Take a look. Browse Data Guy’s findings. More than half the books sold recently are ebooks, and the share of market held by traditional publishers is steadily declining. Once upon a time, if you self-published, you ended up with a vanity project and a garage full of mouldering books. Now, self-publishing holds its head high.

Tractor Big Year: Inspiring good fun!

Every afternoon (mornings are for “real” work) I’m meant to spend an hour investigating the modern publication scene and tooling up to produce an ebook plus a paperback. The good news is that I’ve managed to do just that, each and every day (it hasn’t been easy to fit this in). The better news is that it’s a thrill a minute. If bookshops are still your thing, you’re missing out on the revolution-in-the-making that is rolling out, mainly courtesy of Amazon. Daily I’m amazed, discovering how much power modern authors hold in their hands.

That doesn’t mean self-publishing at the tail end of this second decade of the 21st century is easy, cheap (heck, no) or profitable (double “heck, no”), but more of that in future posts . . .

Tractor Big Year: This book is a great overview of self-publishing

An hour a day learning how to produce a book. How to self-publish. It’s more complicated than it looks. At each stage of the process, companies have sprung up to do it for you, for a buck or a cut. Such a wide subject cries for an introductory text and I’ve found one: Choosing the Best Self-Publishing Companies and Services 2018: How To Self-Publish Your Book” by Jim Giammatteo & John Doppler.

Here are the seven stages I need to navigate:

  • Write
  • Edit
  • Make me a book cover
  • Physically make an ebook or print book, including delivering the text in a suitable format
  • Distribute the ebook/print book to the places readers come
  • Market and promote
  • License other rights (audio, libraries, etc.)

I’m doing the first part right now. In the meantime this Big Year enforces discipline in negotiating all the complexities of the other six stages. The Giammatteo & Doppler book evaluates options for each stage and recommends the best ones. I cannot recommend it too highly.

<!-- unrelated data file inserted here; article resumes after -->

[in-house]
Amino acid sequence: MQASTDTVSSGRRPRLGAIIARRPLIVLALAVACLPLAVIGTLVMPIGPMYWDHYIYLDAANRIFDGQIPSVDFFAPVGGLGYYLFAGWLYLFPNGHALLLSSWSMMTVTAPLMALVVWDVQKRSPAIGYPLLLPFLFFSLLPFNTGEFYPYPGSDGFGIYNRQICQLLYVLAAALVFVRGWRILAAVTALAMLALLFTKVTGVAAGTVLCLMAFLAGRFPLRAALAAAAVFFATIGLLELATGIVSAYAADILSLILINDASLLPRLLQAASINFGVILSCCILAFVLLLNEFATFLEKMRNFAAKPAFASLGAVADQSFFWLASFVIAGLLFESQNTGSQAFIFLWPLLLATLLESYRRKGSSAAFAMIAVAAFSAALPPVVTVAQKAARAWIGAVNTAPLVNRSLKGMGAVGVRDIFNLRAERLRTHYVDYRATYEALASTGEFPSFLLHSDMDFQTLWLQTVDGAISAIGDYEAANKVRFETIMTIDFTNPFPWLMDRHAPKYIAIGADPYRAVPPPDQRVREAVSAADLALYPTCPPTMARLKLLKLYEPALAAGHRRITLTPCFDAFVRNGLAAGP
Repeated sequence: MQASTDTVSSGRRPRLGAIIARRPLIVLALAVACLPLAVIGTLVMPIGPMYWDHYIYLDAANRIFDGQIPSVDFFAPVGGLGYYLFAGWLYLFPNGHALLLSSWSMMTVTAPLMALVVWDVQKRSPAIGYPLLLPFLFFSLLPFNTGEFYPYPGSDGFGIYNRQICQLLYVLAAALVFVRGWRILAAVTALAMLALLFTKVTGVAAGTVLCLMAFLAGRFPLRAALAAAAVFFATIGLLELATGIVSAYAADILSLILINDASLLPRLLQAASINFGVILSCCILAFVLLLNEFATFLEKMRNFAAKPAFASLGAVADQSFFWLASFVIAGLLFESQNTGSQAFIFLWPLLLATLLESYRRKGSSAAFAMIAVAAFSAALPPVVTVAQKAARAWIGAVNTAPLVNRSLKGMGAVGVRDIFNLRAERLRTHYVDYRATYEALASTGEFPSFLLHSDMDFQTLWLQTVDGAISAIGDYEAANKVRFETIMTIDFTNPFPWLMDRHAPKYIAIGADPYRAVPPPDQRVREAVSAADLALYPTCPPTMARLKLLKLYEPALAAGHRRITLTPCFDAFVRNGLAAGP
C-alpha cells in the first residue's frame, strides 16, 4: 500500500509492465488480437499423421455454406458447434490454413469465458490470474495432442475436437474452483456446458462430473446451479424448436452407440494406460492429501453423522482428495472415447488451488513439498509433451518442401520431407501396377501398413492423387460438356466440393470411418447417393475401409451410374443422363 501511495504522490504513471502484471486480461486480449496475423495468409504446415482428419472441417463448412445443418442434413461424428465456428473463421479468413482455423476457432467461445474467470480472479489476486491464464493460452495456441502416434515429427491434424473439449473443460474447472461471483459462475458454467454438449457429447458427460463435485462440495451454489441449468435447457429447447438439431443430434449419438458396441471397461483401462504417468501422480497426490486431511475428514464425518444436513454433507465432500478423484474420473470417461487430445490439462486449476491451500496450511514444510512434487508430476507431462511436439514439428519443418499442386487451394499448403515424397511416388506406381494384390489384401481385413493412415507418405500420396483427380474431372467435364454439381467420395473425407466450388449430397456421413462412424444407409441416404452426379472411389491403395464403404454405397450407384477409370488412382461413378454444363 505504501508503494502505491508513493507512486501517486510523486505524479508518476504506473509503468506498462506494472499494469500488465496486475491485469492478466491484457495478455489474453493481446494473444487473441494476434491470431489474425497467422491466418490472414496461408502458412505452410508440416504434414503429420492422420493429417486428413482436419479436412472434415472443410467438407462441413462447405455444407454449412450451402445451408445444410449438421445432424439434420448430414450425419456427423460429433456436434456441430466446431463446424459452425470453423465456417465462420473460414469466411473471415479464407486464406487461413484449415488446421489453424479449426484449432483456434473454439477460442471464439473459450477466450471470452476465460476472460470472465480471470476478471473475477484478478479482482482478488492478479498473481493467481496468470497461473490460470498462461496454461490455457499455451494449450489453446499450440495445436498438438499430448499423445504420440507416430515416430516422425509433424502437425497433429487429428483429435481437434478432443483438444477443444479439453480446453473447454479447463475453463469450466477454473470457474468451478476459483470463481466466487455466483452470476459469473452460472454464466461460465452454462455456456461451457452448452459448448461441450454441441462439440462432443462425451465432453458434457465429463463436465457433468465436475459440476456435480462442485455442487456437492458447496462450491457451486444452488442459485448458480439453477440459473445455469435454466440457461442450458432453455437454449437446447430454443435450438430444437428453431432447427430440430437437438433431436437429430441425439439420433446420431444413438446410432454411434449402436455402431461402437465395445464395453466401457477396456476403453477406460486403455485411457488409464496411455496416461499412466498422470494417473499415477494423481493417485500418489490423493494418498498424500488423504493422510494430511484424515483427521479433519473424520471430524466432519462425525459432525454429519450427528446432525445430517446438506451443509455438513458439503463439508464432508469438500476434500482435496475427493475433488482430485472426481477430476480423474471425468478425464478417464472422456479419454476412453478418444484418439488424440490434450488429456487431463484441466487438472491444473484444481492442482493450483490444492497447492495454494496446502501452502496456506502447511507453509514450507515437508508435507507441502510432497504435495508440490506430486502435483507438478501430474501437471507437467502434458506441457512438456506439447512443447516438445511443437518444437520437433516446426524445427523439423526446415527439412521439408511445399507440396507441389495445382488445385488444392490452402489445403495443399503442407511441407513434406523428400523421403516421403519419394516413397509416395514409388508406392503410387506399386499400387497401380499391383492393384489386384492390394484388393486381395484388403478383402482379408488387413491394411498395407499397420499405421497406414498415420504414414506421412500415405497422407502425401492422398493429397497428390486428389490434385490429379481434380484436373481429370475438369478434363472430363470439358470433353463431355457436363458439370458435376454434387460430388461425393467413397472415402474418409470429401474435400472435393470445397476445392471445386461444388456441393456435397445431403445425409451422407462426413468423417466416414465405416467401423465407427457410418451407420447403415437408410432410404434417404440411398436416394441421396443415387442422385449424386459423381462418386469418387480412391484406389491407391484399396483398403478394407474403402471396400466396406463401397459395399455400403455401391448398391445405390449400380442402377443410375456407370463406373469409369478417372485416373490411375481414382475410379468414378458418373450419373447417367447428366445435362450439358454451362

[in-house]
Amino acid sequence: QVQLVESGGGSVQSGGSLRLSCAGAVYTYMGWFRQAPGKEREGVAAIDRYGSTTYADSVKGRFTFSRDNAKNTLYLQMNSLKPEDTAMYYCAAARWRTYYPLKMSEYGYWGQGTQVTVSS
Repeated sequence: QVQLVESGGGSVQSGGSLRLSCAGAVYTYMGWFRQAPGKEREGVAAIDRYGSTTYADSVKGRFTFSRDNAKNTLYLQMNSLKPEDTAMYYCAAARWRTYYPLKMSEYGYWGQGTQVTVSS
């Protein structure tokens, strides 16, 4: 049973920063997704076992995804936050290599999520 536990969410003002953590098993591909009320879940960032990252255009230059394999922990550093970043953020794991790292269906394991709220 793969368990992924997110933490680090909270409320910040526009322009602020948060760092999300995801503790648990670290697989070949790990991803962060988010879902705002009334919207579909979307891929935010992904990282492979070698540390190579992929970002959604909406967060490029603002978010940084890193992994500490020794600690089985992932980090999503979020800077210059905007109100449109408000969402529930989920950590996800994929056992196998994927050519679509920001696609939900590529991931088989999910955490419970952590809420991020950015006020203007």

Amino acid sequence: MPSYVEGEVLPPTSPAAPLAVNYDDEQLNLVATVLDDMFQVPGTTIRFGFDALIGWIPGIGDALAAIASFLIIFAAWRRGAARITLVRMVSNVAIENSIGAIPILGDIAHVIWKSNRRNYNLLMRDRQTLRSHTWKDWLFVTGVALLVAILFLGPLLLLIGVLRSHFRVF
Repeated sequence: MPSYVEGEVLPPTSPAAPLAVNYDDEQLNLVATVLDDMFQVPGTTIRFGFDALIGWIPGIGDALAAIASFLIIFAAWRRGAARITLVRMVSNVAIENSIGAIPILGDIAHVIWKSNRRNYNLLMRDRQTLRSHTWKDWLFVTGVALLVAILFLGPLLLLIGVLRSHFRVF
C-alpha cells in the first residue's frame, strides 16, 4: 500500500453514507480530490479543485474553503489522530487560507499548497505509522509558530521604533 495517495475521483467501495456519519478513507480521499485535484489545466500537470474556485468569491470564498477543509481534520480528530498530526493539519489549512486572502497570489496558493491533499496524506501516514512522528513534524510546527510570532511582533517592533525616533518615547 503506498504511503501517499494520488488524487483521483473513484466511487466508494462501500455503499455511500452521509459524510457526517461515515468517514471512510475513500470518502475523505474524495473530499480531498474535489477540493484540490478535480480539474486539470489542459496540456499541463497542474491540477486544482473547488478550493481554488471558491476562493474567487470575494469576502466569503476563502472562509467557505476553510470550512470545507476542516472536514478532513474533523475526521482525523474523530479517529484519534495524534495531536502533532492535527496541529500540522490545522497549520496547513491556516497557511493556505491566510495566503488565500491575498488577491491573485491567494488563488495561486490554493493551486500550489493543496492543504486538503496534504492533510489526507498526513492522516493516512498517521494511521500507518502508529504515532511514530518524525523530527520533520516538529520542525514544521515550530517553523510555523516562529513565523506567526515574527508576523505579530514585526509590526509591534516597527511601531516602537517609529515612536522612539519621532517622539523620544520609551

Tractor Big Year: What is “fair use”?

Tractor Big Year is me doing an hour of work every afternoon on the nitty gritty planning preparatory to publishing/producing/making my damned book when it is ready. Why do this? First, in this era of digitization, this is a fascinating topic. Second, being ready is efficient. Third, it motivates drafting.

So . . . a first issue is something I’ve never thought about before. Attempting to bring history alive, I’ll be quoting others – participants in history, commentators, other historians – as often as I can. But I can’t quote willy-nilly. When do I have to ask for permission and when might it not be necessary? In the United States, a concept that reigns is that of “fair use,” which sounds logical but how the heck do you apply it?

Brianna Schofield and Robert Walker of the Author’s Alliance have written (108-pages as a PDF) what might be a most useful guide: “Fair Use for Nonfiction Authors.” Do I need to get copyright clearance each time I quote?They say: “In some situations, unlicensed use may be legally permitted by virtue of the “fair use” doctrine, a well-known (but oft-misunderstood) limitation to copyright in the United States.”

In I dive . . .